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Renal Cell Carcinoma Mimicking Transitional Cell Carcinoma: A Case Report

Wiwan Irama, Jin Kiat Teo, Kang Min Wong

(Department of Diagnostic Radiology, Changi General Hospital, Singapore, Singapore)

Am J Case Rep 2021; 22:e932098

DOI: 10.12659/AJCR.932098


BACKGROUND: Preoperative differentiation between renal cell carcinoma (RCC) and transitional cell carcinoma (TCC) is of utmost important for determining surgical strategy, whether nephrectomy or nephro-ureterectomy, as well as the necessity for wider lymphadenectomy and subsequent intensive surveillance, as the latter is more prone to recurrence.
CASE REPORT: A 76-year-old Chinese woman presented with flank pain and gross hematuria, and was found to have right-sided hydronephrosis. An obstructing tumor in the renal pelvis was shown on a computed tomography (CT) intravenous pyelogram. Although its enhancement pattern was suggestive of RCC, the location within the collecting system without any attachment to the renal parenchyma is very unusual. The mass was diagnosed histopathologically as RCC on both ureteroscopic biopsy and subsequent radical nephrectomy.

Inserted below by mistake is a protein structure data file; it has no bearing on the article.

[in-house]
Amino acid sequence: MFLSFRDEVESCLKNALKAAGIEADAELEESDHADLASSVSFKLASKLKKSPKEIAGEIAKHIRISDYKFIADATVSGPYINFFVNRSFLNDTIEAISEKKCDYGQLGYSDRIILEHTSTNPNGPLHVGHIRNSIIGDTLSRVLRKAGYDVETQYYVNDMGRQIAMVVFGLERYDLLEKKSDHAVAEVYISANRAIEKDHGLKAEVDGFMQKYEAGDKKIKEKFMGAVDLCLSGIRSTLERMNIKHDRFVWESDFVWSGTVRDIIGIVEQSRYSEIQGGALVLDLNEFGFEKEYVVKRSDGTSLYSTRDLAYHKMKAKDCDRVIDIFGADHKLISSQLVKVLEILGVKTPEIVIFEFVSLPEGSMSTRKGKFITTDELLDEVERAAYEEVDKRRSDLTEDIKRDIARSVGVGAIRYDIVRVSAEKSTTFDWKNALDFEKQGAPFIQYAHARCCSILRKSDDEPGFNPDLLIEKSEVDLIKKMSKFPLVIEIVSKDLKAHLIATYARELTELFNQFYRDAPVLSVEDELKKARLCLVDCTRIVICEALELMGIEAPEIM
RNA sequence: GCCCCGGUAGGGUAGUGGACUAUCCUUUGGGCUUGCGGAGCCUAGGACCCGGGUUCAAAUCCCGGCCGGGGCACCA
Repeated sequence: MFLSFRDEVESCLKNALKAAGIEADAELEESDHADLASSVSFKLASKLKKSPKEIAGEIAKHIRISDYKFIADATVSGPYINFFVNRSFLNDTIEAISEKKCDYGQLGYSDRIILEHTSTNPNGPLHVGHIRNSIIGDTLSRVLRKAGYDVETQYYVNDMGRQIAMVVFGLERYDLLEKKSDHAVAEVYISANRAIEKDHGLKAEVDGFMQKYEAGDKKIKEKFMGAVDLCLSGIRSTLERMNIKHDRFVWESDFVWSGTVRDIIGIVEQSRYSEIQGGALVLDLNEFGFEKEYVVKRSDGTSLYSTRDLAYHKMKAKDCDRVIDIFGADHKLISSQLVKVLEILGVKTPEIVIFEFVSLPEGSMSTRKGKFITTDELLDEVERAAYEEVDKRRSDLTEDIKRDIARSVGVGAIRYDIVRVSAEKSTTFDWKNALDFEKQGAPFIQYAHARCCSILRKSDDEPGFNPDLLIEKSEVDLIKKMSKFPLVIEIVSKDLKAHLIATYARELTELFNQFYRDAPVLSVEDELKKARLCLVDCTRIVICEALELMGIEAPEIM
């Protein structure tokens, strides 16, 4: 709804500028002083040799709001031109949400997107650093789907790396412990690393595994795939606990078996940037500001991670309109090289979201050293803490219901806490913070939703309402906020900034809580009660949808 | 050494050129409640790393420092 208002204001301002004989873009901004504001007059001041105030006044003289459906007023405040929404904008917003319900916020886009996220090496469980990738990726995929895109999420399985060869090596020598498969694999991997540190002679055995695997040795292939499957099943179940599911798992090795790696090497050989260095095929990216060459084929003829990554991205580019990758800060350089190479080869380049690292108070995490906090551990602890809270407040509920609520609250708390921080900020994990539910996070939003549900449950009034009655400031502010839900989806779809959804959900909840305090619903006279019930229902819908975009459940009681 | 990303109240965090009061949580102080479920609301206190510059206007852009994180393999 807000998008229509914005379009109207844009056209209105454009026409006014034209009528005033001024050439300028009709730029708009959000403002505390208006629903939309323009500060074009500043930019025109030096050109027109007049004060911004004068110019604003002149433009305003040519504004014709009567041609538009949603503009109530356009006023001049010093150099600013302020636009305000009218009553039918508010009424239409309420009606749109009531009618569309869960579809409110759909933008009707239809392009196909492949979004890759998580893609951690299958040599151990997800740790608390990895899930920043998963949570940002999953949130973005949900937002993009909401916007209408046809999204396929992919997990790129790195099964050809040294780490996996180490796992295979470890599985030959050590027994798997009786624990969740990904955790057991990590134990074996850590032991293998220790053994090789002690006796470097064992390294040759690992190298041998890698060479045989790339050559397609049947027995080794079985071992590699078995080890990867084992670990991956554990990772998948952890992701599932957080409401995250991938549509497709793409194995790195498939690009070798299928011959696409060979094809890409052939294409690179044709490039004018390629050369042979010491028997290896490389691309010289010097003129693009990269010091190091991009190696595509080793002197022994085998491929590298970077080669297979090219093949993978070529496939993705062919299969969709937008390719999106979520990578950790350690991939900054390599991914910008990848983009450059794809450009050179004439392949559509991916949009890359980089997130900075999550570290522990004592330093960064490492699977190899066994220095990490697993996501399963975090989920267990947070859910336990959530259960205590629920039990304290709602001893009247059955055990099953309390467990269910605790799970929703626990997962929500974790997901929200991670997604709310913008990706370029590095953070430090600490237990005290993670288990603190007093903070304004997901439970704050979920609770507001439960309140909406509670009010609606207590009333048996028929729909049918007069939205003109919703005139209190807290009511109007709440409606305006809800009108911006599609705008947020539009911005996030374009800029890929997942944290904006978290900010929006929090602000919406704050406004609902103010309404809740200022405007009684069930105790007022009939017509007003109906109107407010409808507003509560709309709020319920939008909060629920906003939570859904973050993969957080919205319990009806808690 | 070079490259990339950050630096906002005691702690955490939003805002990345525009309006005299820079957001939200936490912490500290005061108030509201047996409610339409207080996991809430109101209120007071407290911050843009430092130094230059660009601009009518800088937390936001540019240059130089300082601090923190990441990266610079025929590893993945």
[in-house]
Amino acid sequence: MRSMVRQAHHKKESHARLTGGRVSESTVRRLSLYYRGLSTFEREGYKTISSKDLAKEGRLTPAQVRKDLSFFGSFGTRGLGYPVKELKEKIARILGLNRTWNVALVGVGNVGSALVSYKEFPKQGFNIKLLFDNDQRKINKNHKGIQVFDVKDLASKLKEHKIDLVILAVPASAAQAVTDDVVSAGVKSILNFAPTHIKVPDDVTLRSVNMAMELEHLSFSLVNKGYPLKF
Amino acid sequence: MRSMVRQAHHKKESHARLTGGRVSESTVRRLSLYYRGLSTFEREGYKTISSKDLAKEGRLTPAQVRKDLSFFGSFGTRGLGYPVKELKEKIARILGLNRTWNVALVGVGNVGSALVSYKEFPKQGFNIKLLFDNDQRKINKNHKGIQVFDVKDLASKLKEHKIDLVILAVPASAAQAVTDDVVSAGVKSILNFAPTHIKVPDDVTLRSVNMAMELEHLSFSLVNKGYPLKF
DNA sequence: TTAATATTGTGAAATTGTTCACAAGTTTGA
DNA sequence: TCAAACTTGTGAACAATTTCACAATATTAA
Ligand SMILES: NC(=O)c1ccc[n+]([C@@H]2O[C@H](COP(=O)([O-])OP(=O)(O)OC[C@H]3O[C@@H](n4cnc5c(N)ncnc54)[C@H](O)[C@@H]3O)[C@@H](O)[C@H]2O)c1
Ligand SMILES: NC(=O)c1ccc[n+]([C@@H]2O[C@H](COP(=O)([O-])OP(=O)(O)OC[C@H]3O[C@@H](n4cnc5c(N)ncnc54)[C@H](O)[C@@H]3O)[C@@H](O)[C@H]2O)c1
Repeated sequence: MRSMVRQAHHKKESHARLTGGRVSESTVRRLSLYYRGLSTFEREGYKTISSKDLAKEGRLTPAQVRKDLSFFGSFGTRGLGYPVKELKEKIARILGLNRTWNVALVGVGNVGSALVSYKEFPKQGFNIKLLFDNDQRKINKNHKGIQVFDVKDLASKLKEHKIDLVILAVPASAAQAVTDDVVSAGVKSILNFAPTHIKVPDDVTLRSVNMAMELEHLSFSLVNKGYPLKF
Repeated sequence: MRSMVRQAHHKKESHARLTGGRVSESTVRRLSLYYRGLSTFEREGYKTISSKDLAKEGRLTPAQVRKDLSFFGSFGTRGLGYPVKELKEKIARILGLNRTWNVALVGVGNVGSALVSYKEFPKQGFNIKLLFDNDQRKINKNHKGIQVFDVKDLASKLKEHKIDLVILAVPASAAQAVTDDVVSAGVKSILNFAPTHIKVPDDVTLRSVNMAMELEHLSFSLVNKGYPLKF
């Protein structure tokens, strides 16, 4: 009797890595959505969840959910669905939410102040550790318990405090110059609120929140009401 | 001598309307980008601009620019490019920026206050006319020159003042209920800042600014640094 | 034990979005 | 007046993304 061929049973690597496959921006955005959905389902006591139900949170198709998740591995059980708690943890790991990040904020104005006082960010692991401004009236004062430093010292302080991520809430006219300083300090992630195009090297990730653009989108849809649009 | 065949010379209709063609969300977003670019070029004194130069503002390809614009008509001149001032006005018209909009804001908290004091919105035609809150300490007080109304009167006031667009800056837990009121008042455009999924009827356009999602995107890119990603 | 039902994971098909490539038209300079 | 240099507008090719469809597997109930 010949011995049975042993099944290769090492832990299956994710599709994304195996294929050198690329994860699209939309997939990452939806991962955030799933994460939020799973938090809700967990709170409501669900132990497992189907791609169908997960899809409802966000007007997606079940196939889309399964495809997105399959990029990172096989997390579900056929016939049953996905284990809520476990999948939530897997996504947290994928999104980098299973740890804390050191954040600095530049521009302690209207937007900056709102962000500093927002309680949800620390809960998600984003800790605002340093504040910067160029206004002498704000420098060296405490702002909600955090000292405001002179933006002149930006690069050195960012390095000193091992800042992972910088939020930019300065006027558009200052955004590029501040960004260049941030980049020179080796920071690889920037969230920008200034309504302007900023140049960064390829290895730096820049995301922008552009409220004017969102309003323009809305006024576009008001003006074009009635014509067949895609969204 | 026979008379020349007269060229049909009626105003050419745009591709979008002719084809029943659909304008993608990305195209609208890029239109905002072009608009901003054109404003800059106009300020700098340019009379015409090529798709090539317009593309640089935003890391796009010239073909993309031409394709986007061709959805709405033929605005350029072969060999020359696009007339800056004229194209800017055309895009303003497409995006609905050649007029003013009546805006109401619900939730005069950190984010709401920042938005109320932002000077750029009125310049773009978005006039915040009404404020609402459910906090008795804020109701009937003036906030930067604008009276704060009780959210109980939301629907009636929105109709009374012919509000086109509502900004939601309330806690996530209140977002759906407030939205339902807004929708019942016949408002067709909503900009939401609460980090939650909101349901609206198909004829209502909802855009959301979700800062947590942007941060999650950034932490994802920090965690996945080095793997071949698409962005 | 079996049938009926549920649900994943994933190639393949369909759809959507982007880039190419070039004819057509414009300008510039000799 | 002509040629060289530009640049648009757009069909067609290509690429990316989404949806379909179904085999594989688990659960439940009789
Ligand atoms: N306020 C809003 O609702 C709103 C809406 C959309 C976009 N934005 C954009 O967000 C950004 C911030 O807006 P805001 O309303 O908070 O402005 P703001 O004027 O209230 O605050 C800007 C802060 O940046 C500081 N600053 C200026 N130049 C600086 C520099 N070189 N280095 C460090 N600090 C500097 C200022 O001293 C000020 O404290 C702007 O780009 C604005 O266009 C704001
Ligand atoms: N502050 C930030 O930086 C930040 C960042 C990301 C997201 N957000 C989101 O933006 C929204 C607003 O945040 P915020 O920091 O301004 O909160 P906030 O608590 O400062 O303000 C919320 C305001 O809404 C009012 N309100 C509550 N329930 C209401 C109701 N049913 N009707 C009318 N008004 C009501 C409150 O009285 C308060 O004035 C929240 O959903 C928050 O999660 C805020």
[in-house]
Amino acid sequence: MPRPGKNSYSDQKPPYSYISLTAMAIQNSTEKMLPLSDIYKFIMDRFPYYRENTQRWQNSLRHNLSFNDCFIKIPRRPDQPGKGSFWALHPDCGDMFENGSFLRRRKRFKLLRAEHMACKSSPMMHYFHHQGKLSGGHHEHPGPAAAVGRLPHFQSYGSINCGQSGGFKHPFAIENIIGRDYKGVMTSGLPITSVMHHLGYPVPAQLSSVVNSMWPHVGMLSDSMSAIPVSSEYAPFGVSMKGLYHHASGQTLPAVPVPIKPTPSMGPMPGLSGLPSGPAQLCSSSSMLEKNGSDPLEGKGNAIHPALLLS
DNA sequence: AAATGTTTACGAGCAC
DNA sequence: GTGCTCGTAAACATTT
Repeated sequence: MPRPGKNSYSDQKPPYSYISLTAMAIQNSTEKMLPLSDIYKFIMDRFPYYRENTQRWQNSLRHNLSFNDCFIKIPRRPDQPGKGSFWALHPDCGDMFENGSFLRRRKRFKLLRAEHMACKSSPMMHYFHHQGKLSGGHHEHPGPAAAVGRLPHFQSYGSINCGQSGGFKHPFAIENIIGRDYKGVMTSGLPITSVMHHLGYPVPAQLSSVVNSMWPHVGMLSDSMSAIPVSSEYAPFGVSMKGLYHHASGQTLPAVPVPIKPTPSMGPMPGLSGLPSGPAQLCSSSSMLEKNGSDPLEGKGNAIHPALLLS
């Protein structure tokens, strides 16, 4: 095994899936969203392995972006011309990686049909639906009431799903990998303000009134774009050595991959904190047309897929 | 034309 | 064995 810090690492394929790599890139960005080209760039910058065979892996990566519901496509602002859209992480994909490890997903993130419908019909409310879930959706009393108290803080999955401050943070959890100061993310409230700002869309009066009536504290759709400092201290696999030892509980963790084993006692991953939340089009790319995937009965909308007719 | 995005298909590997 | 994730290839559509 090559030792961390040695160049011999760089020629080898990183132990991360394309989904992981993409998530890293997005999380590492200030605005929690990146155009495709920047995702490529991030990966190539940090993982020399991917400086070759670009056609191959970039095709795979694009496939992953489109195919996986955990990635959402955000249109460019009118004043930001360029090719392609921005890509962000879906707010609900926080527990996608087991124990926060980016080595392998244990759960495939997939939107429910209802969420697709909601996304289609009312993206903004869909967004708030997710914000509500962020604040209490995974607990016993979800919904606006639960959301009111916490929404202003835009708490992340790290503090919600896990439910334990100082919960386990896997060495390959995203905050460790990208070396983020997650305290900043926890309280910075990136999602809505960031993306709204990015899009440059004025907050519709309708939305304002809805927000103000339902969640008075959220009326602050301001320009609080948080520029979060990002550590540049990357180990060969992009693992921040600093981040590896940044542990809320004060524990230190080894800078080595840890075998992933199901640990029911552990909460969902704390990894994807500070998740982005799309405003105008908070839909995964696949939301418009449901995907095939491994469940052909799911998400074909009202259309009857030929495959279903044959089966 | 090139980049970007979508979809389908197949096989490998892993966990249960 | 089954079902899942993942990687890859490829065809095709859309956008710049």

CONCLUSIONS: We present a rare case of RCC growing exclusively in the renal pelvis, mimicking a TCC. Hypotheses regarding this unusual presentation include direct invasion, continuous implantation, and intraluminal transit down the collecting system. The characteristics on imaging studies, including greater enhancement and higher tumor-to-kidney attenuation ratio, may provide a clue for diagnosis, but ureteroscopy and histopathology are the criterion standards and should be considered as part of routine preoperative assessment. Amidst controversies and inconsistencies, more and more emerging evidence suggests that RCC with urinary collecting system invasion is associated with less favorable overall and recurrence-free survival, especially in localized diseases.

Keywords: Carcinoma, Transitional Cell, Diagnosis, Differential, Renal cell carcinoma 1

This paper has been published under Creative Common Attribution-NonCommercial-NoDerivatives 4.0 International (CC BY-NC-ND 4.0) allowing to download articles and share them with others as long as they credit the authors and the publisher, but without permission to change them in any way or use them commercially.
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